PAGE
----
At the halfway mark the Bentley veers off into the pits, closely followed into pit lane by Götz who chased Christian Mamerow from a small distance throughout the stint.
Arriving in the third hour, Manthey leads the way with Haribo and Bentley breathing down Makowiecki’s neck as they serpentine over the Nordschleife and around slower cars.
One and a half minute behind the leading trio, Audi Sport Team Land drivers De Phillippi and Christopher Mies are making a push to the top. They’re on Dunlop tyres rather than the usual Michelins and it’s going well. While the sister car of Marks Winkelhock, Christopher Haase and Kelvin van der Linde is eating its own Michelin tyres, the Dunlops are holding on extremely well and prove key in the Audi’s march to the front.
After two stints by De Phillippi, Land unleashes Mies for the final two stints. Emboldened by the Dunlop’s durability and his team mate’s performance in the first two hours, the works driver goes in for the kill.
Haribo isn’t giving up. Götz is back in the car for the final stint after Lance David Arnold took over from him for hour three. The Bavarian has stalked the Porsche ever since Makowiecki retook the lead after Götz momentarily held it after a fast pit stop. Götz tries to swing at the Frenchman but never lands a punch. Mako is too often saved by the busy track.
Then it’s Mies’s time to shine. The gap to the leader is rapidly closing. First, he takes down the Bentley, then Haribo falls. Finally, the leader is in his sights. Fitted on wearing Michelins, the Porsche doesn’t stand a chance. Mies needs just a single move at the start of the final lap to make it stick and claim the lead.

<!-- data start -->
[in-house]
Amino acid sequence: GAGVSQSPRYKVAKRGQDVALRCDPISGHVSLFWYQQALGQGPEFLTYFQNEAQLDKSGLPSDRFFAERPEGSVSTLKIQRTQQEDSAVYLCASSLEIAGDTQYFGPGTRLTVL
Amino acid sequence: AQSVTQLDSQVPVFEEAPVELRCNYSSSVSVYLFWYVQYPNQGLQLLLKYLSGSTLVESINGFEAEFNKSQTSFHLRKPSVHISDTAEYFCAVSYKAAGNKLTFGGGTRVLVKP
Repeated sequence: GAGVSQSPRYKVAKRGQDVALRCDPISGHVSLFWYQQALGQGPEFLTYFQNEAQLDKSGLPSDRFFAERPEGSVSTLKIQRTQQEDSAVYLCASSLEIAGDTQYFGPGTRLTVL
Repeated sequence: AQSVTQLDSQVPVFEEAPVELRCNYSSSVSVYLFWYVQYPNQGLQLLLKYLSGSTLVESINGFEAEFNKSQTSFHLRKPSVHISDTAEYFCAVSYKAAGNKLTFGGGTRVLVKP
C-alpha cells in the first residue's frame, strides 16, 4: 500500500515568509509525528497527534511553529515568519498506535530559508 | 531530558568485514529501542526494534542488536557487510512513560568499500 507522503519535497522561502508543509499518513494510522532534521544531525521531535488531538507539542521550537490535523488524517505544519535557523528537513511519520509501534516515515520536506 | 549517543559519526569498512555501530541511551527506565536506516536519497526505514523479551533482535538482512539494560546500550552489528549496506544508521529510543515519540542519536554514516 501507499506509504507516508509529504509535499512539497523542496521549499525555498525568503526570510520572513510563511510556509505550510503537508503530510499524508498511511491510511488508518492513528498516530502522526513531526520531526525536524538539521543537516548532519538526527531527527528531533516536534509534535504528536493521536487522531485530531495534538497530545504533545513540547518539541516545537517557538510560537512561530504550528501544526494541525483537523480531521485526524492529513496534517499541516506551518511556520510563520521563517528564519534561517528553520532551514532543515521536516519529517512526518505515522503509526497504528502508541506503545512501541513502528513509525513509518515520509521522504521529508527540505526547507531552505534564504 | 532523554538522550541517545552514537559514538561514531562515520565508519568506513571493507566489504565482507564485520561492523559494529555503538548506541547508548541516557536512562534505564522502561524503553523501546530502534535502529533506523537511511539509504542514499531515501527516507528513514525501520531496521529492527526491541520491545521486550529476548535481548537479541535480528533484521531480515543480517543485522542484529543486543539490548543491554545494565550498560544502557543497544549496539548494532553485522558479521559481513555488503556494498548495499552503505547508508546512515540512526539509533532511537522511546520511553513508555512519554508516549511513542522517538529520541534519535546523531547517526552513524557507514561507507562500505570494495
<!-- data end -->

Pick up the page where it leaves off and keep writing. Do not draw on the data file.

Makowiecki’s hope is still alive. With another Audi fast approaching from fourth place and Götz too close for comfort, he doesn’t have any other choice than to keep up with Mies anyway.
With the clock at zero-to-go, Mies reaches Schwalbenschanz. It’s the last hurdle of corners to overcome before Döttinger Höhe, the place where the powerful Audi should be safe from any assault Makowiecki might have planned. Just as he’s about to slingshot onto the straight via Galgenkopf, the power from the engine cuts out. Manthey, Haribo and WRT shoot past, even Jordan Pepper in the Abt Bentley puts his nose in front of Mies as the Land Audi crawls home. A fuel problem costs the win.
Götz has nothing for Makowiecki in the dash for the chequered flag. Robin Frijns in the WRT Audi R8 LMS GT3 gets close but runs out of time to steal the win from Porsche. The Dutchman’s staggering pace in the finale is rewarded with the final step on the podium.
Long after the champagne-soaked overalls of the podium visitors had dried, the talk in the paddock was still about the Balance of Performance. Lance Arnold David felt bad to complain about the BoP, but was compelled to speak out due to the dangerously high pace he had to maintain just to keep up, while Fred Makowiecki called out the slackers and praised Porsche for putting its trust in the governing body and letting them go all out.
Time will tell if Porsche’s trust was deserved.